I came away from the textile design graduate exhibition having picked up a substantial selection of business cards. In the one I’m holding, I can see repeating motifs – a distant sun emerging from an earthly globe, its horizontal rays transforming a dark cloud, a shadowy mountain. I’m holding Kirsten McLoskey’s card upside down, her designs are actually based on the architectures of bridges, and her collection is designed for public transport interiors. Her work is amongst the most understated in the exhibition, but it certainly fulfils her aims of occupying both the eye and mind. Several other graduates have also focused on stress relief and peace as a positive force. Abbi McCaffrey has created designs based on mandala shapes and feathery trees, derived from dynamic interactions of Quink, watercolour and bleach. So too, Sabah Sharif’s hand screen-printed cotton and silks are designed with serenity and tranquillity in mind. Her inspiration is based on her assertion that her religion, Islam, is “all about peace”. Her depictions of the movement of light and water are reflective and mesmerising.
The language of textile is one that speaks to the senses – visual of course and, just as importantly, touch – and I even saw a few visitors giving in to the urge to smell fabrics that have been dyed with madder root, beetroot, rhubarb, juniper berries. These exquisite drips and calligraphic marks result from the experimentation of Robyn Nisbet. She showcases her fabrics below shelves of glass jars and test tubes of berries and pigments, instantly exciting the childhood/chemistry/alchemy receptor. Her environmental justice agenda, that of rediscovering natural alternatives to caustic dyes, is reflected in her title Paradigm Shift. The sheer pleasure of being part of the Scottish countryside, of traversing fields and paths, is reflected in the moods and weights of Sophie Popham’s machine knitted fabrics. The effect of her collection, Cabin Fever, is shown in the economy of, in one example, knitting together soft grey wool with yellow cotton thread – conjuring the inevitability of filaments of stamens of blossom after that “Beast from the East” of a winter.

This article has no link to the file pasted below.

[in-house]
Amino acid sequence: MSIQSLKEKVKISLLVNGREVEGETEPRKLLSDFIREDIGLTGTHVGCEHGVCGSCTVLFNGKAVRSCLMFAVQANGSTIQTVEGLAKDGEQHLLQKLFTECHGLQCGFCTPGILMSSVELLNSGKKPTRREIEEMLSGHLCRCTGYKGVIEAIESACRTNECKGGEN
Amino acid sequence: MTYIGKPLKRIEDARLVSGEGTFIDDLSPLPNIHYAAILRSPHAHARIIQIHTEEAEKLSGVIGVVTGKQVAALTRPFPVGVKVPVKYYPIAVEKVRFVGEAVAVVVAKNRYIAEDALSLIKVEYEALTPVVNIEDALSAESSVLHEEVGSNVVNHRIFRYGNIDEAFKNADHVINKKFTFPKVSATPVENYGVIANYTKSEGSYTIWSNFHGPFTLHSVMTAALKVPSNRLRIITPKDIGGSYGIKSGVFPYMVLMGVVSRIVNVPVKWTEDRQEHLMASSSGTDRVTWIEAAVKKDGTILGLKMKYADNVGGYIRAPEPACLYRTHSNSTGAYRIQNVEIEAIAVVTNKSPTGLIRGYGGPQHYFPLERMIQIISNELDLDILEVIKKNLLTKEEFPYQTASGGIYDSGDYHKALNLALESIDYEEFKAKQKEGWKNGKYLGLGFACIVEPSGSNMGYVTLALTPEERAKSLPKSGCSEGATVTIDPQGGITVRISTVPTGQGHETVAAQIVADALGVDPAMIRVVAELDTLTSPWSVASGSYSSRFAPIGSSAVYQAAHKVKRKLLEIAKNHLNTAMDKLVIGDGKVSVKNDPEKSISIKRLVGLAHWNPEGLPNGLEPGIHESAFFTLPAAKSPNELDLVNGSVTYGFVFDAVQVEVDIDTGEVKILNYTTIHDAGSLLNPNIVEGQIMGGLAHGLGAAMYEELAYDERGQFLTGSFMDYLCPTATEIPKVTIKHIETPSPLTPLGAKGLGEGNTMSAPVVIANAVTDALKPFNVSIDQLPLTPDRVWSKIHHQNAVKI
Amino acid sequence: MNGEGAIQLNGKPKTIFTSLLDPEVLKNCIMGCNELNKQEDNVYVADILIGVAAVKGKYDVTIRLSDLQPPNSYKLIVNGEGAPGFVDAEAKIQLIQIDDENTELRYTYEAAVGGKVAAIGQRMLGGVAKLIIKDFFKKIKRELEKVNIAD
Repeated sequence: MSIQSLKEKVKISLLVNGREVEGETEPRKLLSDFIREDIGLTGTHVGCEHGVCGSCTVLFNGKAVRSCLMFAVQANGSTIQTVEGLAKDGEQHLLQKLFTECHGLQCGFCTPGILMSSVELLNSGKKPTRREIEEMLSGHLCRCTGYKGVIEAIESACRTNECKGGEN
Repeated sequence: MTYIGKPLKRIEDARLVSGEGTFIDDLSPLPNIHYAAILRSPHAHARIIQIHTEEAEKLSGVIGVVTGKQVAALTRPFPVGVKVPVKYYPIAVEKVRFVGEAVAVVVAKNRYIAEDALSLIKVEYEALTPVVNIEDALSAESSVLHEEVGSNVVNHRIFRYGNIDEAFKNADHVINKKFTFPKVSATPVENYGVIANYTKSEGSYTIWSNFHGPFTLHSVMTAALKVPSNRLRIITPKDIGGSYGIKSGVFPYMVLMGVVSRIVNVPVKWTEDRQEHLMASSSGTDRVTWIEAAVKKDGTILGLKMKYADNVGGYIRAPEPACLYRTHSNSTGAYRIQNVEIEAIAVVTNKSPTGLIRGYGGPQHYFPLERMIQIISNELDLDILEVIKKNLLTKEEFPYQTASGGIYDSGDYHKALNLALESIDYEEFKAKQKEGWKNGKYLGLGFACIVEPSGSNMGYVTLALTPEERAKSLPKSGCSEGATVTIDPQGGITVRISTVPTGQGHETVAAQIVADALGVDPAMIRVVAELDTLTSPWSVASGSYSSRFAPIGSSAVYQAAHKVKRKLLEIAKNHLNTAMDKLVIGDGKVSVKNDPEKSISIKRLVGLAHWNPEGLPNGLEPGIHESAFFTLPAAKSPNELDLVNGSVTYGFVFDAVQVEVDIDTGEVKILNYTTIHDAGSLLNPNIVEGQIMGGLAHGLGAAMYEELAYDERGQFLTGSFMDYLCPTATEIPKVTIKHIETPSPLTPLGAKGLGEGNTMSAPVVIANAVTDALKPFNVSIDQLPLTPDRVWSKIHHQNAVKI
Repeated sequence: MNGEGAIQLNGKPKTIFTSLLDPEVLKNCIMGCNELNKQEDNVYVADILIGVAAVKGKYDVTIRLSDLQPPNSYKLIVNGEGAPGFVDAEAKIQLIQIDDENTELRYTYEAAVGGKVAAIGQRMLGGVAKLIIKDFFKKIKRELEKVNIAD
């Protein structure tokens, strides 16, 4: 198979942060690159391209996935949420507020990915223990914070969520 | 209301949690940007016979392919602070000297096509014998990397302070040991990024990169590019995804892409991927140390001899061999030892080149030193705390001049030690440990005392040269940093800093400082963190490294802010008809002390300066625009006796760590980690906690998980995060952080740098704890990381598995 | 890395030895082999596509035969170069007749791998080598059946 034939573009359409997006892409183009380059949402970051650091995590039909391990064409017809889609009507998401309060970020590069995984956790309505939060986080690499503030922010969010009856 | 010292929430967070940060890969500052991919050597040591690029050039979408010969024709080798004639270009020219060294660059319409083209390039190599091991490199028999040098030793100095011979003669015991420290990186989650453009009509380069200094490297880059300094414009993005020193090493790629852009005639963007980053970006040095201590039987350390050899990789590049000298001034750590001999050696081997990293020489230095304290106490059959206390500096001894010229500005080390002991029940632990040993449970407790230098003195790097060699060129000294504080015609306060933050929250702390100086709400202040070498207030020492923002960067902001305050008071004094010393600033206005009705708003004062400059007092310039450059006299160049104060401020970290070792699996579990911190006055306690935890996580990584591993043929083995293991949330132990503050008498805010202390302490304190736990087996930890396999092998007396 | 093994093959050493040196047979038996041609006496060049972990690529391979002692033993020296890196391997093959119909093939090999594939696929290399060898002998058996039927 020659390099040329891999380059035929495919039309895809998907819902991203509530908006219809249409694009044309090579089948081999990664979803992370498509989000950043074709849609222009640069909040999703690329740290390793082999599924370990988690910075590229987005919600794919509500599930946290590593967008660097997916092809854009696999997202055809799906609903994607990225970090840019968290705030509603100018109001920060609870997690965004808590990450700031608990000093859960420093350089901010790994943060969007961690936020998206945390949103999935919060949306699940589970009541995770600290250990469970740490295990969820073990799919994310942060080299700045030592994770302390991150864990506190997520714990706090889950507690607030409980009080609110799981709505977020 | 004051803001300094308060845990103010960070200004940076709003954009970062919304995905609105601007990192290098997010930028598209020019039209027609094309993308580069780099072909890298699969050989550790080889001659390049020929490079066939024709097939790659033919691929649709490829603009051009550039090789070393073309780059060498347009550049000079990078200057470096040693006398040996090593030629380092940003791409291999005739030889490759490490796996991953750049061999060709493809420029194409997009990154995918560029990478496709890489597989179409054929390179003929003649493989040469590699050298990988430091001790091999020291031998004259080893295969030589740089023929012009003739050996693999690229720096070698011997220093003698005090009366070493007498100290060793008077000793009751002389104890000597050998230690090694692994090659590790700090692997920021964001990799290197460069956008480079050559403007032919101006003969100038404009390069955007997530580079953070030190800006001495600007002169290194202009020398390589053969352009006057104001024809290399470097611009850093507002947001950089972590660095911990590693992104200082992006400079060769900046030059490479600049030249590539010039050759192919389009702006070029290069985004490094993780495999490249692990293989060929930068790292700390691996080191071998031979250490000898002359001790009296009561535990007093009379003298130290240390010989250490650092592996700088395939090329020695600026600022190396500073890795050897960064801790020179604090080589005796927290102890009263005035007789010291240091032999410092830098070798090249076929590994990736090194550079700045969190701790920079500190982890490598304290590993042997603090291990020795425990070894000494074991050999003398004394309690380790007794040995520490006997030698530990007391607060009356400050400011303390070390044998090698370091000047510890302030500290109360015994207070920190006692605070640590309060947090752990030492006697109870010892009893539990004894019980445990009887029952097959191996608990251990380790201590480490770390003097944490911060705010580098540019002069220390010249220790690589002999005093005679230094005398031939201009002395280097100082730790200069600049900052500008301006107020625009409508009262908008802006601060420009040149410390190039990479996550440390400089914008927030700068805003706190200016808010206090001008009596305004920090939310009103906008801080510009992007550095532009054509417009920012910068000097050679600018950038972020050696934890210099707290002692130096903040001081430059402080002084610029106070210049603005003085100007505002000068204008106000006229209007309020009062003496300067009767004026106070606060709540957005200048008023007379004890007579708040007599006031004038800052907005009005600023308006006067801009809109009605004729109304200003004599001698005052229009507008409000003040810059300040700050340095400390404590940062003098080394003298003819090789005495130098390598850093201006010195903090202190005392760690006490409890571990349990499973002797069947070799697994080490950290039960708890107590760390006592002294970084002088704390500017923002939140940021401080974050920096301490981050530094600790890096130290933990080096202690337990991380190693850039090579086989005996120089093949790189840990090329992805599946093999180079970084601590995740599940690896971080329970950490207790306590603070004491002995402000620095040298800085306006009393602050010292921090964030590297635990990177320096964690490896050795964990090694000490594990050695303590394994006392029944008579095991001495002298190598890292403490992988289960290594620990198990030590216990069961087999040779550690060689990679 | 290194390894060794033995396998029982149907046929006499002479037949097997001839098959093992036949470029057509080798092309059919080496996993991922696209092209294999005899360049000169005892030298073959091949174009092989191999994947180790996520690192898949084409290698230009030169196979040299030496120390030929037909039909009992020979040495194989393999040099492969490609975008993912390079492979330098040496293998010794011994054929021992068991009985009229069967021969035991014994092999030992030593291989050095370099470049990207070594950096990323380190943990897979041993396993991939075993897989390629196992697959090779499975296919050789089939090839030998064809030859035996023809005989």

The quality of the making is often stunning – Alex Nicol has produced “gender-more” digitally printed textiles, allowing the wearer to celebrate their masculine and feminine sides in balance, and echoing this idea in an interplay of positive and negative space. Her Japanese-inspired work has been granted an award for “innovation in style, cut and structure” by the Tailor’s Trade of Dundee. Beautifully made, also, are the reconstructed fabric collages that Molly Jamshidian has reclaimed from what must have been a chaotic pile of old denim cotton and linen, now bleached, stitched, digitally printed in parts with geometric designs derived from Islamic art. She has recaptured that poetic unity perfectly. She has acknowledged both “calm and calamity”.
Textiles – in their making and wearing – can connect us with nature. What we choose to wear can both ground us and liberate us. This exhibition is a joyful celebration of self-confidence and self-expression. To adapt a phrase with which Elle Roche characterises the water of Arbroath docks which gave rise to her designs – the interplay of “bubble and grit” is evident in all of the work of these sparkling new graduates. There is plenty of evidence of the elements of earth, water and air as inspiration. The fire is perhaps present in the energy of re-emergence of a renewed self, despite, and after, cultural restrictions. I wonder, hasn’t textile art always had that function? Most importantly, they have each been consumed in the subversive fire of making.